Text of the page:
does not describe me fully
it is where to start

Wednesday, December 9, 2009

Why Do I Write? - Part 2

Whenever I take my role as Writer/Author too seriously, I recall what Stephen King says in his book On Writing: It's “… just another job like laying pipe or driving long-haul trucks.”

Having dethroned the writer as an exalted being, King does not address why some of us choose to be plumbers and others are drawn to, say, writing novels. Of himself, he says only that writing fiction is “… what makes me happy, because it’s what I was made to do.”

Margaret Atwood, in Negotiating with the Dead, dedicates two pages to listing why writers write. The list includes everything from “To record the world as it is …” or to “… produce order out of chaos …” or to “…attract the love of a beautiful woman … man ….” In the end, she concludes that “… any search for a clutch of common motives would prove fruitless ….”

Pablo Neruda in his poem Poet’s Obligation seems to allude to some higher calling. "So, drawn on by my destiny, … through me, freedom and the sea will call in answer to the shrouded heart.”

When asked why I write, I usually respond by saying, I do it because I can’t not write. As described in my post, The Family Business, I seem to be genetically coded for writing.

The tenor of my response changes, though, when I receive a rejection from yet another literary publication or agent. That’s when I scratch my head and wonder why I’m giving so much precious energy to an endeavor that sometimes no one but me sees. At times, I force myself to take a vacation from writing because “I’m not getting anywhere.”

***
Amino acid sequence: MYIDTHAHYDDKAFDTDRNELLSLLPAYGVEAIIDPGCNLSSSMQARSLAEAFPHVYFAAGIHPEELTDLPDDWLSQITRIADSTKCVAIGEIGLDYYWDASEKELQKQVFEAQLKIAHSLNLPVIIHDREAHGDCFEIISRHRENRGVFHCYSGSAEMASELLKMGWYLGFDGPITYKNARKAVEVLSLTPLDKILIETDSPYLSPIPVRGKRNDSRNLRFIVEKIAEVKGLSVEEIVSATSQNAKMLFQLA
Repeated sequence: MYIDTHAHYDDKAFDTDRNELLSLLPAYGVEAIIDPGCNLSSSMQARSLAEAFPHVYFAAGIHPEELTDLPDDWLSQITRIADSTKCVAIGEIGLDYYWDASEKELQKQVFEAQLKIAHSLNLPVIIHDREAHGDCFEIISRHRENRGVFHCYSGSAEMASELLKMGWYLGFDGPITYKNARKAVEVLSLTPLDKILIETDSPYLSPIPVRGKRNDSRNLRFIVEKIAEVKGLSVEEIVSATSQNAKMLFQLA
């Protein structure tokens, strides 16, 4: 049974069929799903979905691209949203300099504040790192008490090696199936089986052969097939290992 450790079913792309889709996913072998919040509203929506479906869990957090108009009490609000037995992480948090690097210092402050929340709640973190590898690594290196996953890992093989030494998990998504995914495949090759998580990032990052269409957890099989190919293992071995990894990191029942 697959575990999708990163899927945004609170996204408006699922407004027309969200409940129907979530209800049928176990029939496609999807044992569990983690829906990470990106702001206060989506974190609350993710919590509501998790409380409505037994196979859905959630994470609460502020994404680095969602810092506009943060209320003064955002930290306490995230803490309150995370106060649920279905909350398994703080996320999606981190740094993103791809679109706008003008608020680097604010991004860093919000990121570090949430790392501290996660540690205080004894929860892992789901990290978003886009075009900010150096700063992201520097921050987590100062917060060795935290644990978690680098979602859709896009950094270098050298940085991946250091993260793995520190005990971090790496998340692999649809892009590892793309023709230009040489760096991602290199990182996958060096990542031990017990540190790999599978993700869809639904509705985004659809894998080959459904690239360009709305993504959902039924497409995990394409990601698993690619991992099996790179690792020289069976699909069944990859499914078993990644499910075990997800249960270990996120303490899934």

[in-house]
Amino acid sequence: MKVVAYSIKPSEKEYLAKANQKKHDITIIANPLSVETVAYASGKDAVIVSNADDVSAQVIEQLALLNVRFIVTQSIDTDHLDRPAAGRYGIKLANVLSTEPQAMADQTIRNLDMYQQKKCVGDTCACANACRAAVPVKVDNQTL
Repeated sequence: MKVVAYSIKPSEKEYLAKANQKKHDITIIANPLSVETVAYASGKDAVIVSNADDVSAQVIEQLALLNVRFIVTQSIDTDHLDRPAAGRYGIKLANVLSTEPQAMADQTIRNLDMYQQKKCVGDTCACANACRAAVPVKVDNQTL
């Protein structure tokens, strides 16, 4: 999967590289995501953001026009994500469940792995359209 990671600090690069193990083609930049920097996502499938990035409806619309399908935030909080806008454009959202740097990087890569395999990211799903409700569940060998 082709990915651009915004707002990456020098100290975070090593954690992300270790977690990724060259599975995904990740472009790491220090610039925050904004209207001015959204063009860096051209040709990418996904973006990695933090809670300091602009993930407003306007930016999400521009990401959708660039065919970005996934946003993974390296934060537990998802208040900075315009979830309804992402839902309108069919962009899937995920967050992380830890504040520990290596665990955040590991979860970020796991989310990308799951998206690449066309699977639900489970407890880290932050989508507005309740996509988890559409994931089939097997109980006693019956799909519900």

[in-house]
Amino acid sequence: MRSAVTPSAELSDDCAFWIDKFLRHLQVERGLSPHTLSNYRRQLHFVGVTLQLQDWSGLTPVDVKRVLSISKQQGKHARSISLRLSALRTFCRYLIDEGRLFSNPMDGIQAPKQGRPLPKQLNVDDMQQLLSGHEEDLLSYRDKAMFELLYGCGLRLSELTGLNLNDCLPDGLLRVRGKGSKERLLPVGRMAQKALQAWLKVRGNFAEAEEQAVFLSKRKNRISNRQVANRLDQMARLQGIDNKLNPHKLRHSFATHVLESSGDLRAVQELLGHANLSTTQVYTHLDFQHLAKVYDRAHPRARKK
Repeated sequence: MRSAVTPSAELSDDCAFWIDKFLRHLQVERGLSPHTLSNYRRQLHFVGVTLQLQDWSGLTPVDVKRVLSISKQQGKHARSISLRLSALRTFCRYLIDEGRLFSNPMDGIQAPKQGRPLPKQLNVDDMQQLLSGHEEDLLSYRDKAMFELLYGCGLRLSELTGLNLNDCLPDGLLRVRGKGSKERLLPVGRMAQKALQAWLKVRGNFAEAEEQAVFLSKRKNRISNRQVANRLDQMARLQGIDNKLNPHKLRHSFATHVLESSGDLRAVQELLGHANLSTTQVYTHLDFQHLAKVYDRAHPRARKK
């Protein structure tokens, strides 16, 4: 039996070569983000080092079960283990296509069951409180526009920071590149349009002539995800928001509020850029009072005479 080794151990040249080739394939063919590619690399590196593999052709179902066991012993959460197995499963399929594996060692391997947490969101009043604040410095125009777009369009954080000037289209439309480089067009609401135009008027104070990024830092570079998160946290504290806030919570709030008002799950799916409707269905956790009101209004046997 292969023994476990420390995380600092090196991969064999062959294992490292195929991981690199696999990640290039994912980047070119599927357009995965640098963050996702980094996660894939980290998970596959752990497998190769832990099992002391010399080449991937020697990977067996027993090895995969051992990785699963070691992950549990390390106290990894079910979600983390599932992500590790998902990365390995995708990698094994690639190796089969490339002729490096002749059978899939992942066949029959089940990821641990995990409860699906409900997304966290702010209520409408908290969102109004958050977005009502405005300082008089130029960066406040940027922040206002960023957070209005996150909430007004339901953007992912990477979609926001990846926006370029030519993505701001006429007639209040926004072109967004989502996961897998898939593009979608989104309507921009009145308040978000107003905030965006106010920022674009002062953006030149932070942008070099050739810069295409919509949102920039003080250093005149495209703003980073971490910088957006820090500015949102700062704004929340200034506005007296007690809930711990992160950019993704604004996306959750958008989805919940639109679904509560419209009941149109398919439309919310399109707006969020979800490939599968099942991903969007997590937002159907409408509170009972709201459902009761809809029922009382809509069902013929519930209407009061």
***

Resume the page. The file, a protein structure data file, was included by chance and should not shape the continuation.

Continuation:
Then I’ll wake up one morning with my fingers itching to get to the keyboard. I will open up a file and soon I will be racing to catch up with whatever is in me that seeks written expression. In the process, I'll feel as fulfilled as I have ever felt about anything.

When that happens, I recall what Stephen King also said when he admonished the writer to find something you are good at and to do it “... until your fingers bleed or your eyes are ready to fall out of your head. Even when no one is listening (or reading, or watching), every outing is bravura performance, because you as the creator are happy. Perhaps even ecstatic.”

For me, writing—except when I’m engaged in what seems like the infinity-minus-one draft of a work—is an exceedingly pleasurable experience; indeed, sometimes ecstatic.

My current work-in-progress is a case in point. I now laugh with my characters. I weep with them. As the project progresses, their faces become clearer. I begin to understand their silences, their rages, their hopes, as well as their disappointments. When I reach this point in any fiction project, I know I have to surrender to the process. Stopping feels like a betrayal of my responsibility to these characters.

It may be, then, that I also write to give my characters the expression they would otherwise not have, but for which they hunger, wherever it is they reside when they are not around me. Indeed, once the characters appear in my life, I suffer from a serious case of inquietud, a restlessness that won’t diminish until I give the characters their due.